I've always been a fan of Syn9's work, and he doesn't shy away from unusual ideas. First off, this game is a solid action game with some light exploration elements. Essentially, you slash your way through each area looking for a key or event or whatnot that allows passage to the next area.

First, the good stuff:

The menus look spiffy and do what they need to do. There is a somewhat functional map, but it doesn't go into detail such as marking rooms you've visited, enemy strength/density, etc. It's just a map. Combat has a quick, bouncy pace as you jump around hacking enemies to bits. The magic attacks are well animated and are actually effective (for the most part). The rooms and locales are detailed and do not suffer from "huge room syndrome" that most RPG developers fall for. There are little touches like the fog overlay and blood on the floor spikes that add a lot to the atmosphere.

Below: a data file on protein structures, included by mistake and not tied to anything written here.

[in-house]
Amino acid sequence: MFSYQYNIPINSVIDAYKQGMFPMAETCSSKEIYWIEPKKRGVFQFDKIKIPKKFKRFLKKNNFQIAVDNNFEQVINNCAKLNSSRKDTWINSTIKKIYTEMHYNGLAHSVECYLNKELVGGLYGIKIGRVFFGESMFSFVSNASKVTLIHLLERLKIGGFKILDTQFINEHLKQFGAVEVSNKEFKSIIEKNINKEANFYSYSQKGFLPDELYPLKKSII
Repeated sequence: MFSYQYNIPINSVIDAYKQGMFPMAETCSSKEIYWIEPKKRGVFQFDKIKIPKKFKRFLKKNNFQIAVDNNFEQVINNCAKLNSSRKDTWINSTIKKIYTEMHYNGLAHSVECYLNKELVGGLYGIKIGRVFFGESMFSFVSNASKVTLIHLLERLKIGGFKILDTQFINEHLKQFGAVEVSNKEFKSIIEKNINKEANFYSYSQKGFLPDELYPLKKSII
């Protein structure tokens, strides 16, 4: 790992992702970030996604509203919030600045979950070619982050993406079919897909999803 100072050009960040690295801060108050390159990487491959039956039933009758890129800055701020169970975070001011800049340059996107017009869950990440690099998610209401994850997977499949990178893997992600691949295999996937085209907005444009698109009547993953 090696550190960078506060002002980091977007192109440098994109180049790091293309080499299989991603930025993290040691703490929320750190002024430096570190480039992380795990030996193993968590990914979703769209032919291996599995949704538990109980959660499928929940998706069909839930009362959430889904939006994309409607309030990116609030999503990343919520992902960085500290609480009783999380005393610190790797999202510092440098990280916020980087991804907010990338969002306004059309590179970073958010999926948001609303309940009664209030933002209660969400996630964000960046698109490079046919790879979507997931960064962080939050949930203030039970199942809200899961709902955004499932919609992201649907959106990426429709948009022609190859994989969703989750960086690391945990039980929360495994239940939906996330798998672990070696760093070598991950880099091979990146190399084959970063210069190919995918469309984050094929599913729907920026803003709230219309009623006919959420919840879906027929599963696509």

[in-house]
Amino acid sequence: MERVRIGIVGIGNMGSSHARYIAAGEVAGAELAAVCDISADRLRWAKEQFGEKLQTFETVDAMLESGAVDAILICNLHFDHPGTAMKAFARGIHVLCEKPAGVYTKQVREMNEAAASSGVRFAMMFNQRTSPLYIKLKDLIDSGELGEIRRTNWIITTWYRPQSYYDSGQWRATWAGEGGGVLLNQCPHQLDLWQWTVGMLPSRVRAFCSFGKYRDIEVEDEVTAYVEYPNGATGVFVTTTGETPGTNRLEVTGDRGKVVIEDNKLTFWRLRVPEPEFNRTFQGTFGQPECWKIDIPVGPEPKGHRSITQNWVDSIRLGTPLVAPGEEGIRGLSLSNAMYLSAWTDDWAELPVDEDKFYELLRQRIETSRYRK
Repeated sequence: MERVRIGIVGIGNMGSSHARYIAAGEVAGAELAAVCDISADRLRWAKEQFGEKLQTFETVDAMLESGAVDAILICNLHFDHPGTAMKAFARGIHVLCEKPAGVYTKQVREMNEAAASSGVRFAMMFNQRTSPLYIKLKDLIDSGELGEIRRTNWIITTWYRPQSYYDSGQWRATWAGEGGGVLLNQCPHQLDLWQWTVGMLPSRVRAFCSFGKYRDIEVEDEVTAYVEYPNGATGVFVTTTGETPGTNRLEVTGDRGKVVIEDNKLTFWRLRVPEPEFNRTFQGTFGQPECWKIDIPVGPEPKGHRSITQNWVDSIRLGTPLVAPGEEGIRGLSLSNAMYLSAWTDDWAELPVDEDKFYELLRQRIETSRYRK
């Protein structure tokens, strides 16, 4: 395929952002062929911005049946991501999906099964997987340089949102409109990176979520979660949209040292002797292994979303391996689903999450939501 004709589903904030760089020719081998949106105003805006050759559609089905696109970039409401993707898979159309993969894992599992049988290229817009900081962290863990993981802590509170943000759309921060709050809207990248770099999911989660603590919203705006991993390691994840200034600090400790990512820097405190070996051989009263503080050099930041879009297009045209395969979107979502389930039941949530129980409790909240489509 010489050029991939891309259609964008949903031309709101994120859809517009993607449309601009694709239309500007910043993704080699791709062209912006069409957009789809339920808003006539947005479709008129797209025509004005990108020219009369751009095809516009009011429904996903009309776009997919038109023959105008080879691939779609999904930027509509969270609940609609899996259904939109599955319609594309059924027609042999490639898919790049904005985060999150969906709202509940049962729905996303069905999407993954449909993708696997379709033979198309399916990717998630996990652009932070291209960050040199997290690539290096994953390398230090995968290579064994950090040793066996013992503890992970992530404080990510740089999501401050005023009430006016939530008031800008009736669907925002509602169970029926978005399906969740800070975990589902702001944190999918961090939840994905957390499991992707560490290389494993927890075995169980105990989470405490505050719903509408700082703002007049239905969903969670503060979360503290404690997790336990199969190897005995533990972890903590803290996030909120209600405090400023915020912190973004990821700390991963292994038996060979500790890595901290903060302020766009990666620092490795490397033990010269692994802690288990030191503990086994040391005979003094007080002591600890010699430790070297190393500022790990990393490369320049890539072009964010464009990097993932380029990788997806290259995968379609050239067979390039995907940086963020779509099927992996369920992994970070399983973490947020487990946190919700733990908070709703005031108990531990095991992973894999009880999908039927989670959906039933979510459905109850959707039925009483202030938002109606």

Being able to discover new spells depending on what room you're in is a nice idea, although I found it a little too easy to find spells -- although that may have just been dumb luck on my part. Some of the bosses are very well animated, and have a sort of SoM feel to them, which is fantastic. The balancing on the bosses feels about right, requiring a few healing potions, but nothing so absurd as to drain all your reserves just to make a scratch in their armor.

Now, the not so good:

The music... is not suited to the game. It belongs in a sci-fi or modern gothic setting, and quite frankly gets on my nerves rather badly after a while. The quality is pretty good; no complaints there. Attacks are prone to jumping you out of bounds, where you get stuck until you jump back... leaving you vulnerable to enemy attack. The lack of polish becomes glaringly apparent when you die and instantly return to the main menu without so much as a "You dead, foo" message, or anything like that. While the spells are well animated, there are no death animations whatsoever, even a simple fade out would have been sufficient.